When Tim was born in Boston in 1992, awareness about child development was lacking, and as a result the Dorans missed many of the signs, said his mother, Sarah. Tim wouldn’t nurse or take a bottle for the longest time; he didn’t smile until three months when he should have smiled at two. When he still was not sitting up on his own at six months and hadn’t put on weight by eight months, the doctors started to show concern.

Initially, Tim was diagnosed with FTT – Failure to Thrive, which is a pediatric term used to describe children who are not developing as quickly as they should. This was frustrating for the Dorans. How do you help your child with a vague diagnosis like that?

The biggest life saver for the Dorans was placing Tim in an early intervention program when he was about 1 year old.

The program aims to help children learn in a group setting and prepares them for kindergarten. By this point, the Dorans had moved to Philadelphia and the EI program there was particularly unique because not only did it focus on children with disabilities but also on low-income, regularly-developing children as well. This meant that Tim had the opportunity to observe “typical” kids at a time when no one really knew what he was capable of doing.

Eventually, one of his teachers discovered that he understood everything going on around him. Though Tim couldn’t speak, she would give him a task, and another task, and another, and he knew exactly what to do for all three. Tim was far too mentally advanced for this class.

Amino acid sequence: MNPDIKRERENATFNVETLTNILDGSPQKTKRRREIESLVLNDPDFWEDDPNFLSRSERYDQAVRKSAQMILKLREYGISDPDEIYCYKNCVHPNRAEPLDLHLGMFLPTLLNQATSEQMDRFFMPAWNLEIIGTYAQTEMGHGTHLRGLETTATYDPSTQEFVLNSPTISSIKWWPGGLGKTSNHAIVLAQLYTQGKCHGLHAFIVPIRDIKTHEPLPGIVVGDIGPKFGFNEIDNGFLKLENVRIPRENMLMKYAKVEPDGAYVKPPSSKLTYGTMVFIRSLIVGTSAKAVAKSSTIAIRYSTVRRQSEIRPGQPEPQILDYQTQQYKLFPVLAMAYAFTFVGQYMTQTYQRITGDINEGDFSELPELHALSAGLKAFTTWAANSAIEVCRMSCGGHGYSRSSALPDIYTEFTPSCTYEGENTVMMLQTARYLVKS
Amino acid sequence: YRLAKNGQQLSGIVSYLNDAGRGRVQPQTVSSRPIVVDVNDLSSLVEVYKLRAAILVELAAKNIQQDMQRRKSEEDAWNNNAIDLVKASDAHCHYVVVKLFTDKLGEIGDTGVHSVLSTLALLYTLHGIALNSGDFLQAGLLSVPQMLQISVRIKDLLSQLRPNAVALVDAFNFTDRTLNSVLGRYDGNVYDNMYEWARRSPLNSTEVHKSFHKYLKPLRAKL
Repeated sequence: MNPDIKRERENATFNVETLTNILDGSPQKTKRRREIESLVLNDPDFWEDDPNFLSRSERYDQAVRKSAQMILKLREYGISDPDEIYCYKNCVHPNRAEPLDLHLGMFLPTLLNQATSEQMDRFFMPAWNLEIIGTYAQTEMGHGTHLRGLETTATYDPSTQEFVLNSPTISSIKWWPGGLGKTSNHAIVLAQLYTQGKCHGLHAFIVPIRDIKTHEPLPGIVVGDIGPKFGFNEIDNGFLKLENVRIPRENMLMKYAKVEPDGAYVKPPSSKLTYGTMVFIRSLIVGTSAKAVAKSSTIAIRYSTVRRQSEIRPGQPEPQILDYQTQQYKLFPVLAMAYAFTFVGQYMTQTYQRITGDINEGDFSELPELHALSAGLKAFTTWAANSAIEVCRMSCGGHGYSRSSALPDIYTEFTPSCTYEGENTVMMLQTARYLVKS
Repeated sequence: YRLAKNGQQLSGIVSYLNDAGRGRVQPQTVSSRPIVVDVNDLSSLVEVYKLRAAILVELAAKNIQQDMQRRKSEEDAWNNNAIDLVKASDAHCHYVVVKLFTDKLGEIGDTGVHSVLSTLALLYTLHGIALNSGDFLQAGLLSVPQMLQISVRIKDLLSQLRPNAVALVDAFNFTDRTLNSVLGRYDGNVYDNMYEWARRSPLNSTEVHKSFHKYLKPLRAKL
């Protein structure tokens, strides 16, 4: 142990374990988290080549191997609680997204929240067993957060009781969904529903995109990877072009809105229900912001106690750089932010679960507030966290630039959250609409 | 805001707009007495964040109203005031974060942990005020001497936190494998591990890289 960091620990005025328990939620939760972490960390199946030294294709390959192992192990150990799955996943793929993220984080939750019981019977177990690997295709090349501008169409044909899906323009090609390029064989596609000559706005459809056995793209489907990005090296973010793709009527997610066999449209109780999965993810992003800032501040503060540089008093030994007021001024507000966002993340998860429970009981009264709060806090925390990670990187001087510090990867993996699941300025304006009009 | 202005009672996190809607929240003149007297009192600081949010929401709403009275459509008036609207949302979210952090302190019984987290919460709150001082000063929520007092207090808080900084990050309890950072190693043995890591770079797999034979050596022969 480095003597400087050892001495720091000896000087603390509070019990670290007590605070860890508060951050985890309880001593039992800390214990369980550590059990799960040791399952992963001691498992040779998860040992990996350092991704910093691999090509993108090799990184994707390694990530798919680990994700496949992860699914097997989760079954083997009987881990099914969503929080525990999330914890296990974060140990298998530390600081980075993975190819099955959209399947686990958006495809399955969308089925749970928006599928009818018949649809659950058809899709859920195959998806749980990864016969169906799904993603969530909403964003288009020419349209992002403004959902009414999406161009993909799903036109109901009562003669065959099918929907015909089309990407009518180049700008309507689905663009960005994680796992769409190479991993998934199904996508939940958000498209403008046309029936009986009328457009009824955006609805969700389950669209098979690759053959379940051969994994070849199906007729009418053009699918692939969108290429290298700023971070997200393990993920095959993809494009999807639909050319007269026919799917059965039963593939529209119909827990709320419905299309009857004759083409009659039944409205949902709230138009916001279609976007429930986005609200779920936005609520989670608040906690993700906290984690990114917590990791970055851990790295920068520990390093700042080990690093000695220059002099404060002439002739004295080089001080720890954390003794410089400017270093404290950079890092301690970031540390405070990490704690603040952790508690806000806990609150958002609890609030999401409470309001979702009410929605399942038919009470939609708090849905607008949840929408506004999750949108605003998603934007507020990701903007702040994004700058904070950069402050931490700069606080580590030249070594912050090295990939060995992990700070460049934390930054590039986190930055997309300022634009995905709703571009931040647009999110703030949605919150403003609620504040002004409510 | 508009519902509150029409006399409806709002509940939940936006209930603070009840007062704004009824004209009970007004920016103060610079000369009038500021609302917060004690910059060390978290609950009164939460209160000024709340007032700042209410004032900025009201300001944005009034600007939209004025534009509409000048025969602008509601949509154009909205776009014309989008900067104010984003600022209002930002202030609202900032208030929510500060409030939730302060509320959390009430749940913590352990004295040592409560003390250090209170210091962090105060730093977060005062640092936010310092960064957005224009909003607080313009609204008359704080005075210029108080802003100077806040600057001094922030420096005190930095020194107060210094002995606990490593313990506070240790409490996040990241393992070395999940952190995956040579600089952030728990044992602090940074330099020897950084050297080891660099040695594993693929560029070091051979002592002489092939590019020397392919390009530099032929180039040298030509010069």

The other comforting aspect of this program was being around other parents whose children had also been diagnosed with FTT. It was a vital support group when so many things were still unknown.

Once Tim finally received the correct diagnosis, there were still many questions the doctors couldn’t answer, like what he would or wouldn’t be able to do. They told the Dorans that this was simply his condition, that it wasn’t going away and that they just needed to start getting him therapy to see what works and doesn’t work.

Tim was never the type of baby you could sit on your lap and read a book to, his mother recalls. He was always very curious and couldn’t stand being still. His father, Donald, would even strap Tim to his back as he mowed the lawn, which Tim loved. It even got to the point that Sarah would hire people just to push Tim in a stroller because he wouldn’t be happy any other way and she had work to do.

Tim became an older brother when he was 4 years old. He has always adored his brother, Jeff, to the point where he idolizes him.

Growing up in New Providence, N.J., Tim and Jeff wrestled like most brothers do and even destroyed a couch together just by rough housing and jumping on it. But despite the fact that Tim is the older brother, in reality, he feels like he’s the younger one.

“I’m the one that annoys him,” Tim says.

Of course Tim threw tantrums like every other child, but for him, it was even more difficult having cerebral palsy. He couldn’t just stomp off to his room like other kids do, so as a result, he held on to things emotionally, something that his father calls being unable to “change the channel.”

Thankfully, Tim has improved in these areas over the years, but when high school came around he came upon a different problem – physical regression.

While Tim couldn’t talk as well as a regularly-developing teen, he was usually able to sustain full sentences. Suddenly, he was able to say less and less, and by the time he started his junior year of high school, he had entirely lost his voice. Before, Tim only needed a walker while he was at school, but at home he could walk on his own; now he could hardly walk or even feed himself.